Ahhh, sometimes being a supergenius (and by supergenius I mean drooling mouth breathing moron) is tough

Posted: May 22, 2013 by chad98036 in Uncategorized

Once upon a time, back in June 2007, I suggested an experiment to test the theory of the gold standard:

On the major planks in Ron Paul’s Presidential campaign is the abolishment of the Federal Reserve and a return to the gold (or hard currency) standard.

after reading this article on Chinese gold farmers in World of Warcraft it occurred to me that we don’t have to guess what would happen. We could model the effect on a World of Warcraft server

At the time I was interested in testing Ron Paul’s assertions that returning to the gold standard would cure all of America’s economic ills, but as part of my thought experiment I threw out the a couple other suggestions:

It would also be interesting to see some variations on this theme in which an ulimited amount of gold can be purchased from Blizzard but items are strictly limited. Huge inflation I would bet. Or items and gold can be purchased from Blizzard. My bet there is the local trade economy would tank (Globalization analouge).

Well it turns out that Blizzard went ahead and tested the theory about unlimited gold and limited goods even if it was by accident:

in the last few months, various outposts in that world (Diablo III) — Silver City and New Tristram, to name two — have borne more in common with real world places like Harare, Zimbabwe in 2007 or Berlin in 1923 than with Dante’s Inferno. A culmination of a series of unanticipated circumstances — and, finally, a most unfortunate programming bug — has over the last few weeks produced a new and unforeseen dimension of hellishness within Diablo 3: hyperinflation.

Basically Blizzard created a virtual economy in which infinite amounts of gold could be accumulated very quickly and it drove the prices of goods through the roof.  Precisely what just about anyone would have expected but since I wrote about this back in 2007 I am claiming prescience and genius.

It should be noted that as soon a Blizzard cracked down on the gold supply prices began to drop.  The author of the Zero Hedge article thinks this proves the need for a gold standard.  I think in my own uneducated way that it proves Friedman’s theories about control of the monetary supply more than it makes the case for a specie based currency, but as I said in the title I am a drooling mouth breathing moron so what do I know?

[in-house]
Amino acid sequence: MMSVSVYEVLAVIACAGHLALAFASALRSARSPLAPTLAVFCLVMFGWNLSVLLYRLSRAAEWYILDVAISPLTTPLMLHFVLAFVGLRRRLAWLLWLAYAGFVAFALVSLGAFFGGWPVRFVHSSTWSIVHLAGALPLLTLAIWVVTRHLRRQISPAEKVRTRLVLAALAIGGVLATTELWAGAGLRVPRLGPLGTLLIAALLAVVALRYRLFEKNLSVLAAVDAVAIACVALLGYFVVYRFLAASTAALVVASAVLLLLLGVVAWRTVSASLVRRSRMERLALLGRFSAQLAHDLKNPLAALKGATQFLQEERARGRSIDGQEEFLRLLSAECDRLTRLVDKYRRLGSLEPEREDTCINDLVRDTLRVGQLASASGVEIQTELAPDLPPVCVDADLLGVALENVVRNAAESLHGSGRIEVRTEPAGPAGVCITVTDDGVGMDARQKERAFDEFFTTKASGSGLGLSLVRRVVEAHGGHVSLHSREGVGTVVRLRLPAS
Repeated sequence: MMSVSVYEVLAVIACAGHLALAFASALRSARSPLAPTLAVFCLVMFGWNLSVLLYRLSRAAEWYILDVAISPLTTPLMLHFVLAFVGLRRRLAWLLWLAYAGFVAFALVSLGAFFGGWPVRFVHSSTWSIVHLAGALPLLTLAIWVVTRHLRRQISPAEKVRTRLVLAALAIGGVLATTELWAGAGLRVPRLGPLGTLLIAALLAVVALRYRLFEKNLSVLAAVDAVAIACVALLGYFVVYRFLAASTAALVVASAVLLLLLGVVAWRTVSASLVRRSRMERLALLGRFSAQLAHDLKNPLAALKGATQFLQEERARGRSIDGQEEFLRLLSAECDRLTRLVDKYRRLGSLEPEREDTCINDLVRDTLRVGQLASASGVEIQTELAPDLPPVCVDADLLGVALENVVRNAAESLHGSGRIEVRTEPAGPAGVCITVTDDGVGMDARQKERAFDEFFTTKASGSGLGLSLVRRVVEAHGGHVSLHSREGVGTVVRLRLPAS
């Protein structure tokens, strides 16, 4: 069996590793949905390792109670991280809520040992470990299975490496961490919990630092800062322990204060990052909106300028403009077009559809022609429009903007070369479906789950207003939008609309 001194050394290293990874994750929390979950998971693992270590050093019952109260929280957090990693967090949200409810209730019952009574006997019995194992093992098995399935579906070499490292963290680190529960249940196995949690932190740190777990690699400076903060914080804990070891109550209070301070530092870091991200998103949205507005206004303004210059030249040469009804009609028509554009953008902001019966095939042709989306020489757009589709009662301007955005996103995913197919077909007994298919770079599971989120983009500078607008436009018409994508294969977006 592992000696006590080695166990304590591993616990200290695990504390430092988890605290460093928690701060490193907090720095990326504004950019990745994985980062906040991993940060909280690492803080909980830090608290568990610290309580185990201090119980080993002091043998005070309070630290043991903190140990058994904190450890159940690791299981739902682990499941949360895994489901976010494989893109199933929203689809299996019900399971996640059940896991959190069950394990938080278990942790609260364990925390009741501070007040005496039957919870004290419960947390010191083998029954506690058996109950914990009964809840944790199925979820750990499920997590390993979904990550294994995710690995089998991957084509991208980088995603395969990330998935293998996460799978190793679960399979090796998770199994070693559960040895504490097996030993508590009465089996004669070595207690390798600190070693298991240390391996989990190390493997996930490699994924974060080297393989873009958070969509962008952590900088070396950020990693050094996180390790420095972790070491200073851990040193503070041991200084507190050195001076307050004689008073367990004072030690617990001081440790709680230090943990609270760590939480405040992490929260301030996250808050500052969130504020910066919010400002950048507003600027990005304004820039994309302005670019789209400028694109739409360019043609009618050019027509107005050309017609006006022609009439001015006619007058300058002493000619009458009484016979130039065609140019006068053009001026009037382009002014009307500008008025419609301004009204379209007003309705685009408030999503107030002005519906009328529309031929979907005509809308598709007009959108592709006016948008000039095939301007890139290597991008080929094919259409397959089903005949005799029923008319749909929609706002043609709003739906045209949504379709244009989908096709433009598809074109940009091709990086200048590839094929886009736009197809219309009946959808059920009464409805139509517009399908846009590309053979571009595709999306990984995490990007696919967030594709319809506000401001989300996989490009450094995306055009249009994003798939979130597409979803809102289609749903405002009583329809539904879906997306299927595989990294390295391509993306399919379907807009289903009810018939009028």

1. MikeD says:

    My problem with the gold standard as a “fix” is that it’s predicated on the assumptions that “gold is valuable” and “gold has a limited supply.” The premise that a gold standard is more stable because there’s a limited supply assumes that we’re not going to ever find much more gold somewhere, so it can’t get massively devalued. But that’s a bogus assumption. Right now, the price of gold is over inflated because of market speculation on the commodity itself. The price is easily more than four times the value it was a decade ago, and yet, the gold standard people will talk about how volatile the fiat currency is. When Cyprus had to dump a bunch of their gold a few weeks ago, the price of gold dropped dramatically. If gold is so “stable” then how could that have happened?

    The answer is, the actual supply of something DOES have an effect on it’s value, but that’s just one factor. Gold, like EVERYTHING else is only ever worth what someone else will give you for it. Scarcity obviously drives up the value, but only if the scarce resource is something someone else wants or needs. I’m the only supply of my urine on the planet. But no one is fighting over rights to buy up my pee. Thus, it’s rare, but worthless. People speculate on the price of gold and buy and sell it as a commodity. That makes it vulnerable to market fluctuations just like everything else. And in many ways, gold is a poor commodity to base a currency on anyhow. Why? because it’s actual use value (as opposed to investment value) is limited to its use as an electrical conductor. Gold does little that other metals and alloys cannot do better. So if you leave out the very few situations where only gold will do, it’s a pretty yellow rock useful for making jewelry. Wheat can be eaten if you’re hungry. Oil can be burned as a heat and energy source. Iridium is a hell of a lot more rare than gold, and has other industrial uses as well.

    The ONLY real advantage that gold has is purely psychological. People think gold has value, so it holds value. Period. In a survival situation, gold is pretty fucking worthless. You can’t eat it, you can’t drink it, you can’t shoot it as ammo, and it’s barter value only is good if you’re bartering with someone who doesn’t need the same things you do (food, water, shelter, medicine, ammo, heat, etc).

  2. chad says:

    I have tried to make those same points many times MikeD. Usually I am shouted down especially in Presidential election years.

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